Christian: Celebrate real Santa Claus on St. Nicholas Day

CLICK ON THIS ST. NICHOLAS IMAGE to visit the world’s biggest website dedicated solely to the life and worldwide legacy of St. Nicholas.TUESDAY, DECEMBER 6: If Christmas over-commercialization has you feeling disheartened, don’t worry: Today’s St. Nicholas Day is an early celebration of giving, charity and true Christmas spirit! Around the world, Eastern and Western Christians—and many non-Christians—remember St. Nicholas of Myra, an early saint whose works are reflected in many of today’s Christmas season traditions. So before you hang your stocking by the chimney, munch on a candy cane or drop coins into a Salvation Army bucket, learn about the saint whose life inspired it all!

Born in modern-day Turkey in the 4th century, St. Nicholas became popular for his good deeds—which traditional accounts say involved miracles! Above all, “Nikolaos the Wonderworker” was known for his secret gift-giving, as he never desired credit for his works and wanted those he helped to thank God instead. (Wikipedia has details.) Whether providing dowries, food, life-saving skills or something else, St. Nick always gave to those with the most need. Today, he is the patron saint of many countries and several groups, including children and sailors. In places where St. Nicholas Day is widely celebrated, he takes the place of Santa Claus, often “giving” good children small treats and coins in their shoes on St. Nicholas Day eve.

Just which Christmas season traditions can be tied to St. Nicholas? A lot of them, actually! One story of St. Nicholas tells of his rescuing poor maidens from slavery by tossing dowry coins into their stockings hung by the fire. A well known symbol of St. Nicholas is the crozier, or bishop staff—since St. Nicholas was a bishop—and many believe the modern-day candy cane represents a candy crozier of St. Nicholas. (Find out more from St. Nicholas Center.) This saint’s secret gift-giving also evolved into the nighttime, secretive visit of Santa Claus.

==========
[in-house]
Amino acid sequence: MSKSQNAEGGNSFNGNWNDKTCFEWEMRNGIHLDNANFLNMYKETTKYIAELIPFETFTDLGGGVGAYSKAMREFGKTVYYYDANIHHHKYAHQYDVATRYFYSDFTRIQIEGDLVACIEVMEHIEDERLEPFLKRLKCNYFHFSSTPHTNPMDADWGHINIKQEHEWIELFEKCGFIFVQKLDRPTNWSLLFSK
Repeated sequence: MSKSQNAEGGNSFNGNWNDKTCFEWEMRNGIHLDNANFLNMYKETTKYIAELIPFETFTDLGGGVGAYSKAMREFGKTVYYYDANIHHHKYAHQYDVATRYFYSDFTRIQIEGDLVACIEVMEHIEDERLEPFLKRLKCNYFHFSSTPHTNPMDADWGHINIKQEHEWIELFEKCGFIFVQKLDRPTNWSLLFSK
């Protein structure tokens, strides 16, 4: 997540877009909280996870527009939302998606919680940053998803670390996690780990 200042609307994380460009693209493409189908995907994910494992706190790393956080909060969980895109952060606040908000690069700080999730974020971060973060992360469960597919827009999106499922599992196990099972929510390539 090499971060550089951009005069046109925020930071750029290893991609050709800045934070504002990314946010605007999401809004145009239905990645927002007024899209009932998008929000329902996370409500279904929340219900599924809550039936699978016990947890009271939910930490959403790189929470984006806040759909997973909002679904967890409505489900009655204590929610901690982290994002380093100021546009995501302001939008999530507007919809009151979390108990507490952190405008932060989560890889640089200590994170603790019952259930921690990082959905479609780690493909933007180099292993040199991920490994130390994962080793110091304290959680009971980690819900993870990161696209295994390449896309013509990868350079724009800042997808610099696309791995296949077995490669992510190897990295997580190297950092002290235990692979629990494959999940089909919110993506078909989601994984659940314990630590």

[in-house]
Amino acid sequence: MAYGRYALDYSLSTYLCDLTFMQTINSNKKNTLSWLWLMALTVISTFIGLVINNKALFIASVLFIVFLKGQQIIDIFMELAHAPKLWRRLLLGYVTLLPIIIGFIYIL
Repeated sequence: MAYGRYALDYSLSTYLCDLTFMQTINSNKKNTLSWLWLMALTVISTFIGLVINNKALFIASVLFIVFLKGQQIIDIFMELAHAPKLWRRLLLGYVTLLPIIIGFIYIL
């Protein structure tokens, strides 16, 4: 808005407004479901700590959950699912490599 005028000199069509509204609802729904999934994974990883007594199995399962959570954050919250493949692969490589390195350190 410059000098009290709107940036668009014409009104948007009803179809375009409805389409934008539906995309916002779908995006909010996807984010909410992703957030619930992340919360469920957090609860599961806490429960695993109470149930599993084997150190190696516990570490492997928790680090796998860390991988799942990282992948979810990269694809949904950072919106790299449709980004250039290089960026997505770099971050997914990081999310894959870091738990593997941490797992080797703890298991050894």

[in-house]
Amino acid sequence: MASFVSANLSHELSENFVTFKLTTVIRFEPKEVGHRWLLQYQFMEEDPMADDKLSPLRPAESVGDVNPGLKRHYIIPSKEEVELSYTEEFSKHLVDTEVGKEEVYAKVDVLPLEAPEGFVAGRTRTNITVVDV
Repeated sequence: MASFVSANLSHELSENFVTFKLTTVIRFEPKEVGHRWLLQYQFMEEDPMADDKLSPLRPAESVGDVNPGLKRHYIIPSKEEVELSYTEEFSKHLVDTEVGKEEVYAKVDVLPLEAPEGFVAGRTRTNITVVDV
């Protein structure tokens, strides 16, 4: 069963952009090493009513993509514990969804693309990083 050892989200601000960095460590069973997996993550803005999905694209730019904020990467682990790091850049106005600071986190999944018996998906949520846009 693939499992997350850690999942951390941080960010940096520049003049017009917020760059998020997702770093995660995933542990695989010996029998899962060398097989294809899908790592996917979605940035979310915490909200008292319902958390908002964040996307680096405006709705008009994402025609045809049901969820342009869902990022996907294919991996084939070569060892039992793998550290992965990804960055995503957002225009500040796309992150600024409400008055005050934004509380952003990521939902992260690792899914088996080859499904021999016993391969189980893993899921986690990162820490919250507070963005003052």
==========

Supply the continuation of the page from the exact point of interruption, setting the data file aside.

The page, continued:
If St. Nicholas Day isn’t widely celebrated where you live, make your own traditions! Have a paternal figure dress up as St. Nicholas and ask the children of a household if they have properly prepared for Christ’s birth through good actions. If baking cookies is your style, try “speculaas”—ginger cookies commonly prepared for St. Nicholas Day and cut into shapes that visualize the saint’s life works. (Get the recipe from Women for Faith and Family.)

Originally published at, an online magazine covering religion and cultural diversity.

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